On November 27, Perth relieved USS Robeson (DDG 12) as command ship of Task Unit 77.1.2. Perth’s support ship in the task unit was the de­stroyer USS Ozbourn (DD 846). After H & I fire near Dong Hoi, Perth was reassigned the same day to Task Unit 77.1.1, joining Newport News and Collett for operations in the northern Sea Dragon area. The Phu Nghia Thuong boatyard was taken under fire on the 30th together with a radar site and storage cave south of the Bay of Brandon.

 

An analysis of Sea Dragon operations conducted in November found that the decrease in WBLC traffic south of 20° North was primarily due to the destroyer activity. The build-up of enemy coastal defences indicated that the North Vietnamese command found the Sea Dragon force a serious threat to both WBLC traffic and inland military activity.

 

Under fire again

 

On December 3, the task unit was in the Bay of Brandon on a night H & l mission. Newport News was firing on a choke point and highway crossings with Perth engaging coastal defence sites, when about fifteen rounds of shore fire were received, falling some distance from the ships. The task unit withdrew, replying with counterbattery fire.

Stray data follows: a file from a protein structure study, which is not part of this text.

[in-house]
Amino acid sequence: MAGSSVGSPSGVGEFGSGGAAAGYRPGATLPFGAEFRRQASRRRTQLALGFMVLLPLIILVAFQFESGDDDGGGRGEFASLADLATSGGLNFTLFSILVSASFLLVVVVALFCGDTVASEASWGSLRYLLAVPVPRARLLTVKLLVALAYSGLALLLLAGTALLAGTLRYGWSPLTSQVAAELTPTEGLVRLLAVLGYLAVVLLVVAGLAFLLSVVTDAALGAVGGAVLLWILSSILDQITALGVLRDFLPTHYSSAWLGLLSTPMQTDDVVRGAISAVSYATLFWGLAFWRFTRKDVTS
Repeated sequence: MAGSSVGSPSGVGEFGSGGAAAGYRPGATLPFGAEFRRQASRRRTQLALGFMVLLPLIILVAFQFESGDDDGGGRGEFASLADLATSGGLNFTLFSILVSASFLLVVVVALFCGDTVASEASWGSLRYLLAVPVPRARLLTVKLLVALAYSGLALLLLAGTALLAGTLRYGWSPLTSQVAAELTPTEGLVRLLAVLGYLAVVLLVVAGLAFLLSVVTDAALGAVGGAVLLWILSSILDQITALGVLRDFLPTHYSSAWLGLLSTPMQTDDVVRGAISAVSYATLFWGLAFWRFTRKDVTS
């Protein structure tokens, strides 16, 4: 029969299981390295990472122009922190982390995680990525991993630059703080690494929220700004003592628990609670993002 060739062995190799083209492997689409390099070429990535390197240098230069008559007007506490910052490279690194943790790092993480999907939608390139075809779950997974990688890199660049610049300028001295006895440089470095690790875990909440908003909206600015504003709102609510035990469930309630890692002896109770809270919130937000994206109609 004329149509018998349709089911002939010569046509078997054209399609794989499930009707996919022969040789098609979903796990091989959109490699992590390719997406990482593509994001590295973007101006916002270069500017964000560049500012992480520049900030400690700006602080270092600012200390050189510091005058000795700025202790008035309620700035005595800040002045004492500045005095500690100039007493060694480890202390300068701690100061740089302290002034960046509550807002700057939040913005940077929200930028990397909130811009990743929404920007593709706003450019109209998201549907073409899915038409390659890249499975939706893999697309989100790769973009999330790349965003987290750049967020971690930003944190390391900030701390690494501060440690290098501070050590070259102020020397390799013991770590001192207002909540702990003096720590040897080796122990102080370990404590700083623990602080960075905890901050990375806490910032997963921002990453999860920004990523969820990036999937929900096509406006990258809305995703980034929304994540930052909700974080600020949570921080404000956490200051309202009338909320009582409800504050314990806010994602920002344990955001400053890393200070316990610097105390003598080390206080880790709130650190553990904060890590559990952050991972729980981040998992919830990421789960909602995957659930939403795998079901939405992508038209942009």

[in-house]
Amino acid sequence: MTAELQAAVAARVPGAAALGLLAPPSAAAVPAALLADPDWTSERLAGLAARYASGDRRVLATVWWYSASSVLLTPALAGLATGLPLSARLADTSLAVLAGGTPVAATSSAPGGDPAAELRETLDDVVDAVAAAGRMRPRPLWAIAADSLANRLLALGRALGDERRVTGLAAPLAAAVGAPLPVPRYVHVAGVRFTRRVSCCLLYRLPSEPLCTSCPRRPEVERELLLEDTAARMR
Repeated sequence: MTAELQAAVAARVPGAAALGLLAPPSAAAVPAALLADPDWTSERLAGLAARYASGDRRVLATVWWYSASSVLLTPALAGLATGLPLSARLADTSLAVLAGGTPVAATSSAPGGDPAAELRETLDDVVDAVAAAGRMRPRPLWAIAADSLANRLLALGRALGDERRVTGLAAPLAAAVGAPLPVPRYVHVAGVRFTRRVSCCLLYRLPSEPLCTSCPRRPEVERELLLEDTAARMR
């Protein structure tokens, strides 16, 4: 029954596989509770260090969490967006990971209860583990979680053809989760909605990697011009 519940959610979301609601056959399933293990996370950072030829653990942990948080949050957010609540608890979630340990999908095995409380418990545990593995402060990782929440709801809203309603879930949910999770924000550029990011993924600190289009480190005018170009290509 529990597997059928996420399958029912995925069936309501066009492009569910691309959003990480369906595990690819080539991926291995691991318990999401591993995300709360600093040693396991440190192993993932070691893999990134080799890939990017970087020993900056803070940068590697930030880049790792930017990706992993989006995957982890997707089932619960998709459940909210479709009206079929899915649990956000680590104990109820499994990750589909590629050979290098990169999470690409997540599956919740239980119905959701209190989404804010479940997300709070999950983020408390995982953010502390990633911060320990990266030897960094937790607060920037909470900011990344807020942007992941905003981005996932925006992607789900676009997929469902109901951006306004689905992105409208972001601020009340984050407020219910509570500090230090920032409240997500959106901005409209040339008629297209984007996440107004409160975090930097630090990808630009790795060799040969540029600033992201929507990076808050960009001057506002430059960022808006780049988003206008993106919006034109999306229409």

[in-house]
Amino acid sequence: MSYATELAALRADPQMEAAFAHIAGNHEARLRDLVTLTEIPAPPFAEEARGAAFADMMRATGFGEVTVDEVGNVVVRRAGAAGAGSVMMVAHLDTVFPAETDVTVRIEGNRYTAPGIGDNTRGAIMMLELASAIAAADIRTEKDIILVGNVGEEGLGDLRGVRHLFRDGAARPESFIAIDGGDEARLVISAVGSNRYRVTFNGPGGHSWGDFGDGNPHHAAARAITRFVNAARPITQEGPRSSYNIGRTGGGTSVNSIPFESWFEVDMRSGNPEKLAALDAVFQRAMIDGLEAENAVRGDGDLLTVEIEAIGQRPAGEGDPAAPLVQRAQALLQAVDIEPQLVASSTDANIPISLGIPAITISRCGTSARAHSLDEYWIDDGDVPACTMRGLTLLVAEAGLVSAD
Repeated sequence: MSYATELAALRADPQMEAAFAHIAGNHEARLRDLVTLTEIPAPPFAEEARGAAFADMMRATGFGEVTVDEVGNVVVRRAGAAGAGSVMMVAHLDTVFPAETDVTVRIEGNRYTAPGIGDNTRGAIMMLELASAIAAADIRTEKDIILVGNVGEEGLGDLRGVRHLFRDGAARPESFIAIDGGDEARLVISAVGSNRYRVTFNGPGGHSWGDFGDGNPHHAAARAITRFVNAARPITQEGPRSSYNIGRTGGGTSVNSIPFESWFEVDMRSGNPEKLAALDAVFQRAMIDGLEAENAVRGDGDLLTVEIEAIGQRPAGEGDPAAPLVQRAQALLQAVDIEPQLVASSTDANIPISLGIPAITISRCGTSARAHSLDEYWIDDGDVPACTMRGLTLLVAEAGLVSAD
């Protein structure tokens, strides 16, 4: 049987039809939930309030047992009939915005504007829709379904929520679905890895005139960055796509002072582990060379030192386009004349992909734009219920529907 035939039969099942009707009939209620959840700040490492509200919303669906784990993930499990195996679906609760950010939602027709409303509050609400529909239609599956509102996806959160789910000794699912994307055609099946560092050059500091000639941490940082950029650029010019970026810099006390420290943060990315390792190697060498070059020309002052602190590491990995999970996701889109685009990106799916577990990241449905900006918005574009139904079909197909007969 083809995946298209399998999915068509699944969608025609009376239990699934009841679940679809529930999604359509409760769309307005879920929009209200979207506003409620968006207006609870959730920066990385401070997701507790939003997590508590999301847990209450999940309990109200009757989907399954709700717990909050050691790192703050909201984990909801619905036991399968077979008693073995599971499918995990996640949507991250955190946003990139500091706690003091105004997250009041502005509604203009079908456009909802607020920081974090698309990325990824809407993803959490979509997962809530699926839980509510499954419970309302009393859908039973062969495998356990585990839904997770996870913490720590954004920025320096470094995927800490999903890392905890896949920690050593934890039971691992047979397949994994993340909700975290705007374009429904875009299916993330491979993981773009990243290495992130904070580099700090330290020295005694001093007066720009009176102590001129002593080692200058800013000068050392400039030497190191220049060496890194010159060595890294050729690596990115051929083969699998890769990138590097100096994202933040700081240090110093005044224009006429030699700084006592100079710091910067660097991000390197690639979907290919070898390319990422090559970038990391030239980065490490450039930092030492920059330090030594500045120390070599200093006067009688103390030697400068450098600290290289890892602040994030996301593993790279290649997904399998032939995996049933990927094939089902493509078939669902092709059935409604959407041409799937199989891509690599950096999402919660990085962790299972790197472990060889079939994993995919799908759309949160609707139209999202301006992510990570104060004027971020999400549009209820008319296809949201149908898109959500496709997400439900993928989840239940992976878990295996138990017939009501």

For the following nine days (to the 12th), the task unit remained in the Bay of Brandon area searching for WBLCs and attacking choke points, highway crossings and railway bridges.

 

On the 12th, Perth detached from the Task Unit 77.1.1. and relieved Goldsborongh as command ship of Task Unit 77.1.2 with USS Hamner (DD 718) in support. Bad weather hampered both WBLC movements and the task unit’s operations for the first few days in the southern Sea Dragon zone. But early on the morning of the 15th, WBLCs in the Song Giang mouth were engaged by Perth, and later in the day WBLCs near Dong Hoi were attacked. A total of four WBLCs were sunk and four damaged. Perth then fired on three barges alongside a pier in the Song Giang, starting ex­tensive fires on the pier and in one barge. H & I firings south of Dong Hoi completed a successful period for the task unit.